Saturday, February 19, 2022

Woody Allen's Rifkin's Festival

You know you're in trouble 
when the poster is more
entertaining that the film.
While scanning for movie times for Parallel Mothers (because Penelope Cruz is Oscar-nominated for Best Actress and I want to see all the nominees in the major categories this year), I discovered that Woody Allen's latest (and perhaps last) film, Rifkin's Festival was playing at the Quad Cinema, a tiny fourplex. The film was completed a year ago and shown at the San Sebastian Film Festival, where it happens to be set, but there were doubts it would ever be released in the US because of renewed accusations against Allen by his adopted daughter Dylan that he molested her when she was a child. Rifkin's production and release were also delayed because of the COVID crisis. Allen's previous film, A Rainy Day in New York was dropped by its US distributor when the Farrows began ratcheting up their cries amidst the MeToo# movement. If Kevin Spacey, Harvey Weinstein and Bill Cosby were becoming pariahs and having their careers cancelled, why not Allen? Rainy Day was released around the world except for the US and was one of the maligned filmmaker's biggest international successes. Friends in Israel saw it and liked it. It finally showed up on streaming services like iTunes last year and it was slightly amusing.

Out of curiosity, more than anything else, I resolved to see Rifkin on a cold, drizzly Super Bowl Sunday with my friend Diane. After all, I have seen every one of Allen's 48 earlier works, so of course I had to include this one. Rainy Day had a few moments of fun and wit, but Rifkin is totally lacking in either. The screenplay is a sad retread of numerous Allen schtick-tropes with only one or two genuine laughs. Mort Rifkin (Wallace Shawn), the latest in a long line of schlubby, late middle-aged Allen stand-ins is a pretentious writer and former cinema studies professor attending the San Sebastian Festival with his gorgeous, younger wife (Gina Gershon), a publicist. She is escorting her client, an even more pretentious and handsome French film director (Louis Garrel). Naturally, the publicist and the director are having an affair and Mort manages to find an even younger and even more ravishing love object, a Spanish doctor (Elena Anaya) treating Mort's hypochondriac symptoms. (Shades of Hannah and Her Sisters). Of the latter Allen films, only Whatever Works contains a protagonist ultimately hooking up with an age-appropriate woman.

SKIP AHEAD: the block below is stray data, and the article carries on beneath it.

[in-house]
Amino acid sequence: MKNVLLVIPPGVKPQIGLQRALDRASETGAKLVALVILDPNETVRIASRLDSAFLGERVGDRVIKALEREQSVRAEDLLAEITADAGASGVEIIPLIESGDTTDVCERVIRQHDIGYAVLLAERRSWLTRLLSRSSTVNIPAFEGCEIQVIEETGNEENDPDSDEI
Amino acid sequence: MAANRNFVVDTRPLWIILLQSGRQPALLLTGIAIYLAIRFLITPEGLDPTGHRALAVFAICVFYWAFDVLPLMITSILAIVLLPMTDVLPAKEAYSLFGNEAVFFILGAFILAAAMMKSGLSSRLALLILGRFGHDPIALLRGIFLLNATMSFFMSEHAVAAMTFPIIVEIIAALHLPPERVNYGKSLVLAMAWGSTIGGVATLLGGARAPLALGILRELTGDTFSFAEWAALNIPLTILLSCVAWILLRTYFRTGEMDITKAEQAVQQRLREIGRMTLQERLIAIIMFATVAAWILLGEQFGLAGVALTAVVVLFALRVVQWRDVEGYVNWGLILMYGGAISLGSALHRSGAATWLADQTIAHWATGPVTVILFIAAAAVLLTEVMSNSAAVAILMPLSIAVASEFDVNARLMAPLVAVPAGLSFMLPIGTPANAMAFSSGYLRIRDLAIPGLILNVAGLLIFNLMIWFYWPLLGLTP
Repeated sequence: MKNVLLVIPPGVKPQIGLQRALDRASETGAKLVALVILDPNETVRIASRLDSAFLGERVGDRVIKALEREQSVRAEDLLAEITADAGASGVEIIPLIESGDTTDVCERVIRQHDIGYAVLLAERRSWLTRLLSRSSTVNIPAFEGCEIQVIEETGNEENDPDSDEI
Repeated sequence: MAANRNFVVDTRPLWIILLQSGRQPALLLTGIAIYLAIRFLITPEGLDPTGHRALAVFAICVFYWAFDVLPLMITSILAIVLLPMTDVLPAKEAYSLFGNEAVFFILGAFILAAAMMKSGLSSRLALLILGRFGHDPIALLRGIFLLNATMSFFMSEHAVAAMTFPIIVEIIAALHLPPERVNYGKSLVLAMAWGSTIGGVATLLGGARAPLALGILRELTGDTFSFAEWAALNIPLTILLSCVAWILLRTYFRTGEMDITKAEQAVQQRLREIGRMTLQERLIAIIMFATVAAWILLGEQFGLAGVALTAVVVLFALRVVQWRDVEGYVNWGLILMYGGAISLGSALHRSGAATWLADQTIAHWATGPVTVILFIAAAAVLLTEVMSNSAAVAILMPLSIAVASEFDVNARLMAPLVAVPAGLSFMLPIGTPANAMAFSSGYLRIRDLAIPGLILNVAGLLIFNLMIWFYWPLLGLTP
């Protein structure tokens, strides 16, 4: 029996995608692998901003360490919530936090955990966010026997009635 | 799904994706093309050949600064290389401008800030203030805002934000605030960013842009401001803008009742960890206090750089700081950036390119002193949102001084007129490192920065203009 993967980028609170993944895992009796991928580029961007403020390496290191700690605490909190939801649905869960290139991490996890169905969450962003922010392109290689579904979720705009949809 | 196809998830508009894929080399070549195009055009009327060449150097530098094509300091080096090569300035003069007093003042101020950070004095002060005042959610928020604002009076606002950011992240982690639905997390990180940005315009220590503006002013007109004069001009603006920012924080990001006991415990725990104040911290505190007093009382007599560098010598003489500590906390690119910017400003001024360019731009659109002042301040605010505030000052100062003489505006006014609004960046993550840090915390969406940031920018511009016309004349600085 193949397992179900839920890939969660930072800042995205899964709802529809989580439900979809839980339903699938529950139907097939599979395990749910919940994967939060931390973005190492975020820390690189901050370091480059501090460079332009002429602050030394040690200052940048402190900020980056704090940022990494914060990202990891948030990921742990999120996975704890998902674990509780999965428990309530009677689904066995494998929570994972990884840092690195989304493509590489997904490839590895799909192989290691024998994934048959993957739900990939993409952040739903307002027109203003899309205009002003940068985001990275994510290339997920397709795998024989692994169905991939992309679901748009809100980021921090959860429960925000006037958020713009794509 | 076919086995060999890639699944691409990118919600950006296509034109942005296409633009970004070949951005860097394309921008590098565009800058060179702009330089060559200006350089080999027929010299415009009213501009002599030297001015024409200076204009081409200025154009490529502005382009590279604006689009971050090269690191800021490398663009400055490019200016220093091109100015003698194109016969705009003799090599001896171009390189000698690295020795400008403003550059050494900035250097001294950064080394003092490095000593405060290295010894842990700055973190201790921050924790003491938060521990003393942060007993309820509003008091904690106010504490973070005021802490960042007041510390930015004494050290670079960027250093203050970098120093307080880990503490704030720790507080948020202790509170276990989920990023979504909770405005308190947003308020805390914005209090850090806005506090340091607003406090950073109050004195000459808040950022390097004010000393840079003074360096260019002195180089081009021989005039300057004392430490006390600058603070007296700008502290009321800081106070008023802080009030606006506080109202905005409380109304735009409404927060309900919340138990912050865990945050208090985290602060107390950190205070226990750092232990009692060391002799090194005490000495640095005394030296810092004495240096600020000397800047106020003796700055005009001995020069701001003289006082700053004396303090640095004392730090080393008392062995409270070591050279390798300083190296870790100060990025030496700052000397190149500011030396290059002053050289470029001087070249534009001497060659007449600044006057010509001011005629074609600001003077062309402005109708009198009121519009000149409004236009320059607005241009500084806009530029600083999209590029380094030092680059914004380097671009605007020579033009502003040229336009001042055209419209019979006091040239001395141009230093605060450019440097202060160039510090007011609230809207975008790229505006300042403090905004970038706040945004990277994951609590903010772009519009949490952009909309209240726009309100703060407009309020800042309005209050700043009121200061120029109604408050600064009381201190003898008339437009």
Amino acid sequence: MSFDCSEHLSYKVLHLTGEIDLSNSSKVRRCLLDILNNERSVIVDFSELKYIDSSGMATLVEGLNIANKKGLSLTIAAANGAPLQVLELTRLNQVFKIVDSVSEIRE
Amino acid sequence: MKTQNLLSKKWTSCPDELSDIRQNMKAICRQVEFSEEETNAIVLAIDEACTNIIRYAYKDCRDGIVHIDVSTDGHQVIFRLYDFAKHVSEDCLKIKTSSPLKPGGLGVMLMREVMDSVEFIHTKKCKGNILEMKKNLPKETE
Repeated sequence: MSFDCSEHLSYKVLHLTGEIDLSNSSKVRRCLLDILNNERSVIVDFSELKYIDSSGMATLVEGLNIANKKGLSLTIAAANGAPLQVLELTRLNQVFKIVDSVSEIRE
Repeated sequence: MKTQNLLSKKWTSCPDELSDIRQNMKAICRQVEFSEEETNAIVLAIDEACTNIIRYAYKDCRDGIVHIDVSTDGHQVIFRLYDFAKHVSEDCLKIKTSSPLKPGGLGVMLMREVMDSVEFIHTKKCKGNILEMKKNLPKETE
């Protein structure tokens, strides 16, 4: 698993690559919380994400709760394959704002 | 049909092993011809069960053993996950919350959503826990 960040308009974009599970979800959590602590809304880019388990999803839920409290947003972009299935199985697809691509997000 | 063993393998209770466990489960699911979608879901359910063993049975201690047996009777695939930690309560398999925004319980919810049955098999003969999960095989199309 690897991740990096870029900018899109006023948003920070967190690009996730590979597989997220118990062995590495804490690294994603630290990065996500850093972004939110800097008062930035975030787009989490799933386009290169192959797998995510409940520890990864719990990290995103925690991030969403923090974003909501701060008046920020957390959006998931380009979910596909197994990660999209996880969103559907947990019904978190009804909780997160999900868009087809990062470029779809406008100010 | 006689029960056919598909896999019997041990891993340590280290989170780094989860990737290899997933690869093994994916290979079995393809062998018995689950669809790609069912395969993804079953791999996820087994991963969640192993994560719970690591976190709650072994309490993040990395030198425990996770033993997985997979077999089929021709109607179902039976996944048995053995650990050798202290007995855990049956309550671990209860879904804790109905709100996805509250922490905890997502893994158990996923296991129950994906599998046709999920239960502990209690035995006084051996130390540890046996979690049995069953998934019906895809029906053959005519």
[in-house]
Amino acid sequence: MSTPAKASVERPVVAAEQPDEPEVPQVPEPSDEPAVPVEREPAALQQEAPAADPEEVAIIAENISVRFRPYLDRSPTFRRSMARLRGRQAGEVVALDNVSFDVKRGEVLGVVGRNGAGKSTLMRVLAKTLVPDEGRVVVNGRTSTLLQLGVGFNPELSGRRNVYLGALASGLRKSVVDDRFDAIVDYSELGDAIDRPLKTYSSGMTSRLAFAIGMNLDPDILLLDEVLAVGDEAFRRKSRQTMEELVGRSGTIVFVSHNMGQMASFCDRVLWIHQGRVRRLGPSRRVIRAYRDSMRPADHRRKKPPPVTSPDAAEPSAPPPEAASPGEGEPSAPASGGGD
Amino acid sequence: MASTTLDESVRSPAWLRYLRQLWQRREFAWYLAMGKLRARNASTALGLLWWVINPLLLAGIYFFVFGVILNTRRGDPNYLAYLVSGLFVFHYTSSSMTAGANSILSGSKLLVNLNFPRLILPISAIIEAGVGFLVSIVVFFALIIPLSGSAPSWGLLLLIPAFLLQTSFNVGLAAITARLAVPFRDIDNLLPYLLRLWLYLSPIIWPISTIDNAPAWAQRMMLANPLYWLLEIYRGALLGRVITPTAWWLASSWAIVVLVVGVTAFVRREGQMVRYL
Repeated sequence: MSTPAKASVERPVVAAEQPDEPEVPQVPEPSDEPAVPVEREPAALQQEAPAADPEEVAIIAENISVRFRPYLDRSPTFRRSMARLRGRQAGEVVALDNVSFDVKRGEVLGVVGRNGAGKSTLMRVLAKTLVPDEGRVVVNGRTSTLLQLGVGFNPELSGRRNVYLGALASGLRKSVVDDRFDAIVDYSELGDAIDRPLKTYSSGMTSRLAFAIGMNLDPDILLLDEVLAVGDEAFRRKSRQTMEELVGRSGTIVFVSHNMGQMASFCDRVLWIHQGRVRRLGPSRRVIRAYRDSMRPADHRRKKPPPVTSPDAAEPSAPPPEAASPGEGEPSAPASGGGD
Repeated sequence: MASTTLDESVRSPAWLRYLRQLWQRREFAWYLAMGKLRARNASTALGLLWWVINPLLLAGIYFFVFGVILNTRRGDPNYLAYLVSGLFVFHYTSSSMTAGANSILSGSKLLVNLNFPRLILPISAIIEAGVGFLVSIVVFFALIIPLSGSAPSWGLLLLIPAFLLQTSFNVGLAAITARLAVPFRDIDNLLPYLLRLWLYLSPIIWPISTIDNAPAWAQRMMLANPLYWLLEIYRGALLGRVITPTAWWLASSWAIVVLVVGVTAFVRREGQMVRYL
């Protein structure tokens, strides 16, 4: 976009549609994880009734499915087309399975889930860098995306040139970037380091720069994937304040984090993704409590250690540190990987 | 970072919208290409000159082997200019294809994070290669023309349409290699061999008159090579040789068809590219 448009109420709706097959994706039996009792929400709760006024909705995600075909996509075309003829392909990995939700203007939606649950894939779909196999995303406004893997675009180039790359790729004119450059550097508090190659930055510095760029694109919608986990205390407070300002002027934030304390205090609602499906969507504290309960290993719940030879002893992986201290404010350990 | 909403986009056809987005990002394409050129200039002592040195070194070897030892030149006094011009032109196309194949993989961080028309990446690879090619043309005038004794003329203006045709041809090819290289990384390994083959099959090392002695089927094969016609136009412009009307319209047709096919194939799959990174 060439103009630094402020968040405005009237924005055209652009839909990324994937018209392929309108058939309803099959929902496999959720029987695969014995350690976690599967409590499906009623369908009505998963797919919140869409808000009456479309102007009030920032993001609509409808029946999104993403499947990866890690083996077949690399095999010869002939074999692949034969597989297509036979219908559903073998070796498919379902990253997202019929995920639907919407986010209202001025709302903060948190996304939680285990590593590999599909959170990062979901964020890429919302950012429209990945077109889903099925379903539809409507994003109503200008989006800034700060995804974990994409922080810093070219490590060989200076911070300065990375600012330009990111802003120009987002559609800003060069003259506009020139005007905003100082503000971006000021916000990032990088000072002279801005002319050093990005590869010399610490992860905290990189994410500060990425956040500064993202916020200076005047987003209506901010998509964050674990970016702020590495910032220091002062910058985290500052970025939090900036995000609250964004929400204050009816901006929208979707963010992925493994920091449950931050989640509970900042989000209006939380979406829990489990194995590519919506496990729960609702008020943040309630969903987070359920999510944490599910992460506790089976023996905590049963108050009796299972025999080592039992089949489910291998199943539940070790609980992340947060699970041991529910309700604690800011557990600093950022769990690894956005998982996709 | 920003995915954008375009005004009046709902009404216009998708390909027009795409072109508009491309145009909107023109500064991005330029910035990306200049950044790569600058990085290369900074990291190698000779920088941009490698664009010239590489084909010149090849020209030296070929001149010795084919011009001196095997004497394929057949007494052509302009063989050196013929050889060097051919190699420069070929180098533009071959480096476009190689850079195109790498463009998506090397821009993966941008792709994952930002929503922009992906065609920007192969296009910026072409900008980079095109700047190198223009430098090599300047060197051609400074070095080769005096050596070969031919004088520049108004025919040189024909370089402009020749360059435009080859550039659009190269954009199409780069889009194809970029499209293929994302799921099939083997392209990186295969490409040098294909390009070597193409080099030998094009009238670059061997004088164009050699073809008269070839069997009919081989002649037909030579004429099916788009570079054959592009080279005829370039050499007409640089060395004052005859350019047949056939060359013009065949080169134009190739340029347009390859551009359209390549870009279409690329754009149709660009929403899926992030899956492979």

Wallace Shawn and Elena Anaya
in Rifkin's Festival.
As Mort's marriage crumbles and his attraction to the doctor grows, there are several parodies of classic foreign films evoked as the characters discuss these movies or view screenings of them at the festival. (Allen has done this before in Annie Hall, Love and Death, Stardust Memories and Everything You Always Wanted to Know About Sex) We are treated to not especially clever satires of Jules and Jim, 8 1/2, Citizen Kane, Breathless, The Exterminating Angel, The Discreet Charm of the Bourgeois, Wild Strawberries, Persona, and The Seventh Seal. The latter features Mort encountering Death (Christoph Waltz) on a beach and they exchange tired cliches about mortality. Death challenges Mort to a chess game, just like in the classic Bergman film, but Mort has no chess set. Allen already mined this idea something like 60 years ago in a short sketch called Death Knocks, published in one of his prose collections, Side Effects, I think. Death climbs up a drain pipe to surprise a suburban business man who challenges him to a game of gin rummy instead of chess.

The few laughs I mentioned occur in the very beginning where pompous film types exchange absurd quips abut their product ("Was your orgasm in the movie achieved by special effects?" I did giggle at that one.) The film kinda peters out after a while and you don't care what happens to Mort, his wife, or anyone else because they're not real people, but retreads of Allen stock figures.

After the film, Diane and I enjoyed hot chocolate and latte in the cute little coffee bar at the Quad. It was warm and cosy as it drizzled outside and the rest of the world huddled around their TVs to watch the Super Bowl.

There are reports that Allen is not retiring just yet. He is contemplating making a 50th film, a drama like Match Point, Another Woman, or Cassandra's Dream, to be filmed in Paris. Rifkin is a sad afterthought to a brilliant, long career (I might do a separate blog on my thoughts of each of Allen's movies and where I saw them). I don't believe the accusations of the Farrows. Plus, I'm not going to be one of those haters who say Allen should quit making movies because his most recent ones have been so terrible. I hope he keep making cinema as long as he wants to and I will continue to see it.

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